This is interesting primarily for the fact its heroes aren't spies or soldiers, but journalists. However, this also means that it’s a fairly talky movie and action scenes are absent—the somewhat anti-climactic conclusion plays out like the ending of Steven Spielberg's Bridge of Spies even down to the visuals, but Spielberg was more effective at sustaining tension. The film was publicized as having been shot on location in Europe, but since most film is set in interiors (in a Hollywood studio), skimpy use is made of the real locations. Dana Andrews and Marta Toren (a Swedish actress who was being pushed as the new Ingrid Bergman—which she was not) are OK in the leads, though Andrews' obnoxiously pushy behavior toward Toren, which we are supposed to find charming, dates badly in the #metoo era. Two supporting players outshine the stars and are the reason to watch this. The wonderful noir bad girl Audrey Totter is a good girl here, playing a somewhat cynical, world-weary character who can still summon up the energy to help the heroes fight the Commies. George Sanders is also quite good as the editor who, after spending most of the movie in offices, ordering people around, gets to rescue Andrews, who is more or less incapacitated at the climax. See it for Totter and Sanders. Pictured are Totter and Toren. [DVD]

Tuesday, February 19, 2019


At Torre's Fish Palace on the San Francisco waterfront, waitress Helen Roberts (Margot Grahame) has just resumed her job after being put on probation (for vague involvement in an unspecified crime which we assume couldn't have been too bad because she has that put-upon, innocent, good-girl look). She's trying to avoid trouble, but trouble finds her in the person of Martin Rhodes (Gordon Jones), a handsome schooner captain who used to run bootleg booze but now stays within the law, more or less. He's waiting for a phone call about a job from a man named Rigo. The call comes, but it comes from the man's brother, Mario. Rigo was tortured to death by men trying to find a cargo of smuggled gold, and now Mario is trying to get that information to Martin. Mario says he'll meet Martin at the restaurant some evening, but the evening he arrives, he's too early. When Mario realizes that a couple of thugs have followed him, he draws a crude map on a napkin and asks Helen to give it to Martin. Mario is killed, and Helen is now sought by the crooks. When a thug breaks into Helen's apartment, he gets the napkin but in trying to escape, he falls to his death from the window. Now the cops want Helen as well, so she winds up hiding out with Martin on his schooner and together they try to figure out where the gold is.

This B-film is a little rough around the edges but essentially likable, partly due to the male lead and partly to a good story that's not too simple and not too complicated. The twists and turns of the plot are easy to follow but not always predictable. I like Jones quite a bit, though here, I had to put aside some discomfort with the way his character harasses the waitress—he's not mean or crude, but he is jackassishly aggressive in the first half of the film as he flirts with this woman who is clearly vulnerable and would rather be left alone. But he strips down to his underwear near the end, and he sings a cute novelty song, "The Monkeys Have No Tails in Zamboanga," so all is forgiven. Margot Grahame (pictured with Jones) was a fairly big name in England but never quite made it in Hollywood—here, she's attractive but colorless. The familiar faces of Marc Lawrence, Billy Gilbert and Don Barry show up, as does Anthony Quinn in one of his first film roles as a violent thug. Solid if unremarkable B-crime film. [TCM]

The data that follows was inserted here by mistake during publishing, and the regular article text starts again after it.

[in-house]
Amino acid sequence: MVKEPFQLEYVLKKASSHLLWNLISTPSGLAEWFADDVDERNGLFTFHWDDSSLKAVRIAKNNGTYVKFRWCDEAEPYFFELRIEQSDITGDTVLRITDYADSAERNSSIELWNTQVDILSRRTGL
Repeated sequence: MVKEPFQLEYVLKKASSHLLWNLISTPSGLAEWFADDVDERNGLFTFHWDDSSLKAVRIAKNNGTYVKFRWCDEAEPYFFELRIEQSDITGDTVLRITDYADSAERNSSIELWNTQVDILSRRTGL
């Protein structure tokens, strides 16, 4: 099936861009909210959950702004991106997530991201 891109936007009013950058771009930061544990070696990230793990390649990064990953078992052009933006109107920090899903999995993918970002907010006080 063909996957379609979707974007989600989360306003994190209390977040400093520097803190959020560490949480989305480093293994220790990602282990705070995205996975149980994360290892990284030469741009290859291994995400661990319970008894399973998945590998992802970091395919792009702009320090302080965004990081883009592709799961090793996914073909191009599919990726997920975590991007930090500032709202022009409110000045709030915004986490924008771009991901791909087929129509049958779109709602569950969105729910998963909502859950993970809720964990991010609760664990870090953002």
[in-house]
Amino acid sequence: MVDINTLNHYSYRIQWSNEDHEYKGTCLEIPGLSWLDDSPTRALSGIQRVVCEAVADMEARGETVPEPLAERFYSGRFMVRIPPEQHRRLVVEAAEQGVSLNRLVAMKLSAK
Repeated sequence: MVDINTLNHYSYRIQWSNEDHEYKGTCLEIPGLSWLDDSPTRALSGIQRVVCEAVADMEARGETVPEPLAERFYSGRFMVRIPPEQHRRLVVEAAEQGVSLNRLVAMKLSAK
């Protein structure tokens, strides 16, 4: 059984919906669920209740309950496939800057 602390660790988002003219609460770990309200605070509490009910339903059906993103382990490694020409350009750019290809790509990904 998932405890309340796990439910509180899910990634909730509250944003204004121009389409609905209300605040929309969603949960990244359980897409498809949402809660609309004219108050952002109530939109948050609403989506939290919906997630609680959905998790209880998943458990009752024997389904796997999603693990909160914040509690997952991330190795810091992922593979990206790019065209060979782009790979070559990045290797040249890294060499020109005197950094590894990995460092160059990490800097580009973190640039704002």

Friday, February 15, 2019


An opening narration tells us that the FBI protects us from a "worldwide conspiracy which seeks, through subversion, to destroy established governments everywhere"—in other words, the Communists. This film, based on a story written for Reader's Digest by J. Edgar Hoover himself, is the story of one FBI operation that broke open a Russian sleeper cell, a group of spies living in the U.S waiting patiently for their signal to begin espionage activities. The case is triggered when the wife of a taxi driver writes an anonymous letter to the FBI office in Boston claiming that a man named Robert Martin has been forcing her husband to pass along messages in a spy ring. Agents tail Martin to a docked Polish freighter but a different man wearing his clothes leaves. Martin, considered not effective enough, is chastised by Laschenkov who has been sent to Boston to take over Martin's duties. His mission is to extort information from Prof. Kafer, a refugee scientist and the leader of a American military project called Falcon, something involving national defense and the possibility of space travel (though since it's a McGuffin, it doesn't really matter what it's about). The Russians make contact with Kafer and tell him they can get his son out of East Berlin in exchange for information on Project Falcon—their instruction to him to "walk east on Beacon Street" gives the movie its title. He turns to the FBI to help him, and they do, though the comings and goings of the spies and the G-men got a little confusing to me.